Billick, Ravens get plugged in

NFL: Brian Billick brings the West Coast offense to Baltimore, looking to mix the Ravens' personnel with a system that's proved immensely successful in the league

Generation X And O

West Coast Offense

September 10, 1999|By Mike Preston | Mike Preston,SUN STAFF

Ravens coach Brian Billick has heard all the criticism of his offensive personnel. No great quarterback. No flashy running back. No prime-time receiver. No dominant offensive line. Billick just smiles. He has an ace. It's called the West Coast offense. Bill Walsh started creating the system in a similar situation in 1968 while he was an assistant under coach Paul Brown with the Cincinnati Bengals.

The West Coast offense became fashionable with Walsh and the San Francisco 49ers in the 1980s, and at least 11 of the 31 NFL teams now run it, including six of the past 10 Super Bowl champions.

But let's take a look at who's been executing this offense: With the 49ers, Walsh had possibly the best quarterback and receiver ever in Joe Montana and Jerry Rice. The Green Bay Packers have quarterback Brett Favre, and the Denver Broncos have running back Terrell Davis.

Billick, as Minnesota's offensive coordinator last season, had quarterback Randall Cunningham and receivers Cris Carter and Randy Moss, as the Vikings scored an NFL-record 556 points from their West Coast offense.

But the Ravens have a quarterback, Scott Mitchell, who was benched in favor of rookie Charlie Batch with the Detroit Lions last season after only two games. The receivers are basically a bunch of NFL no-names who most teams no longer want, with the possible exception of Jermaine Lewis, and 400 of running back Priest Holmes' 1,008 rushing yards in 1998 came against the lowly Bengals.

"It's a great system once you understand the principles, but you also understand principles and systems don't win championships," said Broncos coach Mike Shanahan. "It's the players."

So, can Billick make it work in Baltimore?

"We have the players to give me the kind of multiple personnel that I like to have to present to the defense," Billick said. "We have the players to have a fairly solid and efficient running game. We have the players who can potentially be very explosive. We have yet to show if we can be consistently efficient at the intermediate and short passing game.

"We can have a solid offense," he said. "What we don't have yet, or I haven't yet seen and they can still prove me wrong, is the players to establish ourselves among the elite offenses, the top five or six in the league. Now, do we have the potential? Yeah. But potential is a scary word."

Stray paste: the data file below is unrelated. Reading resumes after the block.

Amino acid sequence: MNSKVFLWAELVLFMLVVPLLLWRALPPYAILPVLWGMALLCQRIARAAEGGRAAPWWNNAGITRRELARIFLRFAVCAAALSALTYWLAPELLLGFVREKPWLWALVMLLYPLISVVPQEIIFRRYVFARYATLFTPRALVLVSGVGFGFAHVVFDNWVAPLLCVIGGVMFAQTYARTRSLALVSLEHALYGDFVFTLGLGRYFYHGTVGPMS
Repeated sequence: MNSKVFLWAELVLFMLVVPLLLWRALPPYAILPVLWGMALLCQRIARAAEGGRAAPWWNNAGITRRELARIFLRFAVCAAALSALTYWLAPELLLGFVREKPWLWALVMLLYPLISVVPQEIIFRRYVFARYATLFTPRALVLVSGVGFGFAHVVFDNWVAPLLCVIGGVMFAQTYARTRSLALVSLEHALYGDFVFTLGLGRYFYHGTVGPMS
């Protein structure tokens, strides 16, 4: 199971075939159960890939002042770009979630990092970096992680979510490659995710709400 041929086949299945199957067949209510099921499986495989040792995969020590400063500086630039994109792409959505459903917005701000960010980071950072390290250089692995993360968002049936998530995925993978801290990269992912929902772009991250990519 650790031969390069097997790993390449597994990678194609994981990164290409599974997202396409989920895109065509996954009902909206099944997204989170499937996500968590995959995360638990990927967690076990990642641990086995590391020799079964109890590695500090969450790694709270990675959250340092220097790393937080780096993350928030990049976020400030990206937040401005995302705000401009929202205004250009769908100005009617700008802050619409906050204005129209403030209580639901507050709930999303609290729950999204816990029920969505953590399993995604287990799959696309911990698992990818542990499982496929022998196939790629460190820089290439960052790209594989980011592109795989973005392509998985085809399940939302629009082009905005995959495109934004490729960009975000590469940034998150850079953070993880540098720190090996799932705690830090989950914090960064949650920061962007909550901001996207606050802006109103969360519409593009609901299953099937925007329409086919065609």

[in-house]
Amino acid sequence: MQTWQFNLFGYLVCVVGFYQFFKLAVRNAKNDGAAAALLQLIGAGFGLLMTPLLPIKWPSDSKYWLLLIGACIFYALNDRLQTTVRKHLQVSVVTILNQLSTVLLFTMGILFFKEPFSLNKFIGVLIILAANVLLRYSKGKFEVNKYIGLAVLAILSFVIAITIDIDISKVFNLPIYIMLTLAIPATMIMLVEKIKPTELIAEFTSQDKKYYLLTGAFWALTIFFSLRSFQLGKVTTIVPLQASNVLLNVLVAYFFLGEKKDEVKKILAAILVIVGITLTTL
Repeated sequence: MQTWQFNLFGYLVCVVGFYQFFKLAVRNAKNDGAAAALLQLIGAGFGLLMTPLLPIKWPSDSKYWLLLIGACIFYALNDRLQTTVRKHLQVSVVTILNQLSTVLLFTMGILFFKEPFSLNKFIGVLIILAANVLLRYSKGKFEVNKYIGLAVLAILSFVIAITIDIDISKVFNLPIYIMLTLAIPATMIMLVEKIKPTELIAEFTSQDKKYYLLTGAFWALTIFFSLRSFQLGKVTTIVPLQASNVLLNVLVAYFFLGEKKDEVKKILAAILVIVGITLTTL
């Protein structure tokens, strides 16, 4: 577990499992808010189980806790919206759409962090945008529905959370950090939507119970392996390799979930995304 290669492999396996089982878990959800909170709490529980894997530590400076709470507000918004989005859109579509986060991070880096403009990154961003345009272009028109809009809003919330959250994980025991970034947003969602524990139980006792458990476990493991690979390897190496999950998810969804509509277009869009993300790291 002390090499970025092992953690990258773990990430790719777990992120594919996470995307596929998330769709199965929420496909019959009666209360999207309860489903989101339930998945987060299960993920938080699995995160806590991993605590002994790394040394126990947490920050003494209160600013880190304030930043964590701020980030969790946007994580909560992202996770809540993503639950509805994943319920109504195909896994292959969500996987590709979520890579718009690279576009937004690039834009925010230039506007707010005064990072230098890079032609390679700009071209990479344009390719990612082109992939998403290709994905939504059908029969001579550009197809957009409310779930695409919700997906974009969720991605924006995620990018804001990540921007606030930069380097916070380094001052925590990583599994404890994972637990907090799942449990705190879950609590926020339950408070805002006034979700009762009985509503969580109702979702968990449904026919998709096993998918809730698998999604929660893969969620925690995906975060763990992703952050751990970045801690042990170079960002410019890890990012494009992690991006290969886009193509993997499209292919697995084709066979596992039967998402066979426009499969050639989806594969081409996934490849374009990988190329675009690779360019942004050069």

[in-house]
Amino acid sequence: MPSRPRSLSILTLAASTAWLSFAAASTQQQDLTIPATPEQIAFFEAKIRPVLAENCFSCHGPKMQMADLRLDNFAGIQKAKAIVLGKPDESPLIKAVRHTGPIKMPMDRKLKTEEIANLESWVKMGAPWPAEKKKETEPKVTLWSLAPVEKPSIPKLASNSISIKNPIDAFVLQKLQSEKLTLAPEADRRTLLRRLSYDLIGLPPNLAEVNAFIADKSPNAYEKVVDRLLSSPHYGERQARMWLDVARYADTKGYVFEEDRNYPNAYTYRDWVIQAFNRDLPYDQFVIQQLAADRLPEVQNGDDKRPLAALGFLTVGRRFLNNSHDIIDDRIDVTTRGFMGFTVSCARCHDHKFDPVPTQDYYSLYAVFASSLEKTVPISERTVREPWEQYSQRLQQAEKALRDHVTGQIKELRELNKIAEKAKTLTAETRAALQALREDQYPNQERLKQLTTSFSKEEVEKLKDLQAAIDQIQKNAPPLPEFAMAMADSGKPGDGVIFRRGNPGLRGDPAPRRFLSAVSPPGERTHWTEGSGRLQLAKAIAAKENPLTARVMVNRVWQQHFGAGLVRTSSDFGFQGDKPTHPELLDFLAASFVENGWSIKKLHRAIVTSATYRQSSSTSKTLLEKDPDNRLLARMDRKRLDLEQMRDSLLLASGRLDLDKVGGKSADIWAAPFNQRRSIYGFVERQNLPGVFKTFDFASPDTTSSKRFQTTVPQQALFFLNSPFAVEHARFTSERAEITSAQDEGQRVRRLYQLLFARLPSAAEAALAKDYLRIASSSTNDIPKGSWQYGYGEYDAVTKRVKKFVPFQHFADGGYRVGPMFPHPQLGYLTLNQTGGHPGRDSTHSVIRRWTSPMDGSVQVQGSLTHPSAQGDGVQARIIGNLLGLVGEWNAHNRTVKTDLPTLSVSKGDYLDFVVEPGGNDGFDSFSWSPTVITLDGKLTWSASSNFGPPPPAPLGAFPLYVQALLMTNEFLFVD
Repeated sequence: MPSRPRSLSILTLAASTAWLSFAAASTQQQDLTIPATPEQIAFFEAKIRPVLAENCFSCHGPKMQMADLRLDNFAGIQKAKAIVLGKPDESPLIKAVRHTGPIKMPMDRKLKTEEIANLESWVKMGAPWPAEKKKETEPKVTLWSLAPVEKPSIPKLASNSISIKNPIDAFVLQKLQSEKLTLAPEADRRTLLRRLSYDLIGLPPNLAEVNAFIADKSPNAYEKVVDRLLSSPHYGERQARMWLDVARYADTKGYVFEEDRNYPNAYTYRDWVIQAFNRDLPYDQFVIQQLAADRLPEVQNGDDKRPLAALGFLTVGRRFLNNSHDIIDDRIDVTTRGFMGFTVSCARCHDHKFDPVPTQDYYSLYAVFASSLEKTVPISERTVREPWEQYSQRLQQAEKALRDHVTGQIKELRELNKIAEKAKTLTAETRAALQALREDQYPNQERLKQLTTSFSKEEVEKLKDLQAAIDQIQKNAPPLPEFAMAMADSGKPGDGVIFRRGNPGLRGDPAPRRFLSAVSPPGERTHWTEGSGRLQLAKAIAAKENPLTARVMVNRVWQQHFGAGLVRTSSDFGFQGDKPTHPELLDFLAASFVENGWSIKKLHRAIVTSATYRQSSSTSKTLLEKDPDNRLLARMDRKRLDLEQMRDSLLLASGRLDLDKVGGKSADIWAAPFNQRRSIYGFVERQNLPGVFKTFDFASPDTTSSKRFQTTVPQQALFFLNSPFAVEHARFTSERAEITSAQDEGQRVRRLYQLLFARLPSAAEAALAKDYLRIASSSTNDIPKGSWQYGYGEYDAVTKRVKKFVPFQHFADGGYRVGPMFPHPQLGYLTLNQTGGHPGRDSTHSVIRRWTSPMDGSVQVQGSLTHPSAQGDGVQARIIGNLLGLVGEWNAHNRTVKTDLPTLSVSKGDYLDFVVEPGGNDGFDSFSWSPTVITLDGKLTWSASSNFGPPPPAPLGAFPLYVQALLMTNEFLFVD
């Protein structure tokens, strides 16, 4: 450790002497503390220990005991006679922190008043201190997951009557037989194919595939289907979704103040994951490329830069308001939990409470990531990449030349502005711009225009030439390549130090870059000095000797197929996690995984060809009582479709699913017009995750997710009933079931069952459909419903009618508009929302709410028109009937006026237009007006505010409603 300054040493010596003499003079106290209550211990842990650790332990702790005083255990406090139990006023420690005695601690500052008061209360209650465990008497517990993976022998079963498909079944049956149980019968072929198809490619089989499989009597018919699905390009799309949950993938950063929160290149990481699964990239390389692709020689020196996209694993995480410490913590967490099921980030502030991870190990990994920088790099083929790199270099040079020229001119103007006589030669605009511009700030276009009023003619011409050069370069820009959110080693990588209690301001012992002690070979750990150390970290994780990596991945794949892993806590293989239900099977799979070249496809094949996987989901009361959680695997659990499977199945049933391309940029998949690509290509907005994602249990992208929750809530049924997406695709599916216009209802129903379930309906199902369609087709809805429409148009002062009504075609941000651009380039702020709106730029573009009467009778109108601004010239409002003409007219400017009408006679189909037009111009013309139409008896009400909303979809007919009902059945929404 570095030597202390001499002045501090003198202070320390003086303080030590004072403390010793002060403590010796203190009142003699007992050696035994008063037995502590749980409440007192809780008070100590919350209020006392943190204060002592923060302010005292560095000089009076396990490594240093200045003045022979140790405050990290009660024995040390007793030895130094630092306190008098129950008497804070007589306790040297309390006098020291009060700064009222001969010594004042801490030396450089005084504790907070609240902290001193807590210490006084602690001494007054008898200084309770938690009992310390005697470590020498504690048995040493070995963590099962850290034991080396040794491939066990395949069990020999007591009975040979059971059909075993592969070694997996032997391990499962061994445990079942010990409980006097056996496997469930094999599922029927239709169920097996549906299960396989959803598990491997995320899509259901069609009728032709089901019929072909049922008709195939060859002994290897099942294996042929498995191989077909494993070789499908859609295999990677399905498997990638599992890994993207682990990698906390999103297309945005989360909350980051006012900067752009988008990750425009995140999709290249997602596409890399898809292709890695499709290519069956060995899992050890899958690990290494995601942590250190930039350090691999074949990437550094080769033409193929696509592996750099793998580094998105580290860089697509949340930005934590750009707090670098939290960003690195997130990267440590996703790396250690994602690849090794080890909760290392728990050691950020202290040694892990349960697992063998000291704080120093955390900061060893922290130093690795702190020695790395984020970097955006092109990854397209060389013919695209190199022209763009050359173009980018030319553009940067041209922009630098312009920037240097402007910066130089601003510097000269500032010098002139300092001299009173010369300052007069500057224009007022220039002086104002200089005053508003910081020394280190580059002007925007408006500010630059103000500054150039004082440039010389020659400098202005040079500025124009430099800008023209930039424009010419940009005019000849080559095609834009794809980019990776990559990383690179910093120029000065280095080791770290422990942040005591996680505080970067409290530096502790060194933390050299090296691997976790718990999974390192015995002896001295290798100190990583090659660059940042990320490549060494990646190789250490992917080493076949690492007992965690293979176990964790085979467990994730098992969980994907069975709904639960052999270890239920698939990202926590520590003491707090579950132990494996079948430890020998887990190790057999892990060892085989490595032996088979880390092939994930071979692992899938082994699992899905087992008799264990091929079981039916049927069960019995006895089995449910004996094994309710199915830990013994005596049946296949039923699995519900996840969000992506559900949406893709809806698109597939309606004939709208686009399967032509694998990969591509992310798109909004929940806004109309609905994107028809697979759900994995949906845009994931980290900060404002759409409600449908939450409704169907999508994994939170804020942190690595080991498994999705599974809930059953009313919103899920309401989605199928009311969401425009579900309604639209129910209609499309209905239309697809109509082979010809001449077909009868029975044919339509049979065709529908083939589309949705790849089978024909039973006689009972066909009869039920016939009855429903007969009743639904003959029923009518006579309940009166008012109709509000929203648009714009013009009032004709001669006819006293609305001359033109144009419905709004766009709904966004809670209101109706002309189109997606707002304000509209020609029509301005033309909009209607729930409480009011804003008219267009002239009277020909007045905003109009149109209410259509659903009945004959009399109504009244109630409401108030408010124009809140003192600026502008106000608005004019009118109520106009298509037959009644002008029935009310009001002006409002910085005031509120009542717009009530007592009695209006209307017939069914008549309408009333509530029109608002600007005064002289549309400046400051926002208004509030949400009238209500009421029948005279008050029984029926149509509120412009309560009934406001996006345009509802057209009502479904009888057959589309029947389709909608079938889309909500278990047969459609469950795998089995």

Using the talent

Walsh learned from two of the game's masters.

Two years before he joined the expansion franchise Bengals in 1968, Walsh learned the intricacies of the passing game from then-San Diego Chargers coach Sid Gillman. He combined Gillman's passing with the organized structure of Brown, the Bengals' head coach, and devised a short, quick-passing offense that would get 25 first downs per game and control the ball with selective runs.

"Bill was not cognizant of the fact that he was creating the offense of the future," said Billick, who co-authored a book with Walsh, "Finding a Winning Edge." "They had less-than-adequate talent. He was trying to find a way to utilize that talent. He was trying to survive. He wasn't going to sit there and cry in his beer just because he didn't have a dominant wide receiver; or, gee, complain because his quarterback was too short; or, `Gosh, I don't have that dominant running back. Gee, our linemen are undersized.'

"You find a way and develop a system where you can be successful," Billick said. "Then you plug in a good player here and there, and you've got something going."

Walsh had Rice and John Taylor running those short routes that turned into long gainers for the 49ers in the '80s, but a lot of his disciples have run the offense and put their signatures on it. Former Cincinnati coach Sam Wyche rode the offense to Super Bowl XXIII before losing to another West Coast team, the 49ers, 20-16. Wyche put the offense into the no-huddle mode.

Former Green Bay Packers coach Mike Holmgren, now with the Seattle Seahawks, likes to use a lot of I-formation running plays and screen passes. The Broncos' Shanahan has added the shotgun and more seven-step drops by the quarterback.

"You always hear how complex it is," Wyche said. "It gives the defense a lot of complex problems, but it's easy to come in and learn. It's a high-percentage system, especially with the passing game, and it's cut down on turnovers. It can look different and present different problems for a defense and still be the same. It eats up the clock. The defense doesn't have recovery time."

Billick has his own wrinkles, too. Like Shanahan, he has a shotgun and various pass-protection schemes. Billick also incorporated some of former Washington Redskins coach Joe Gibbs' running plays -- traps and counters -- into the Vikings' offense.

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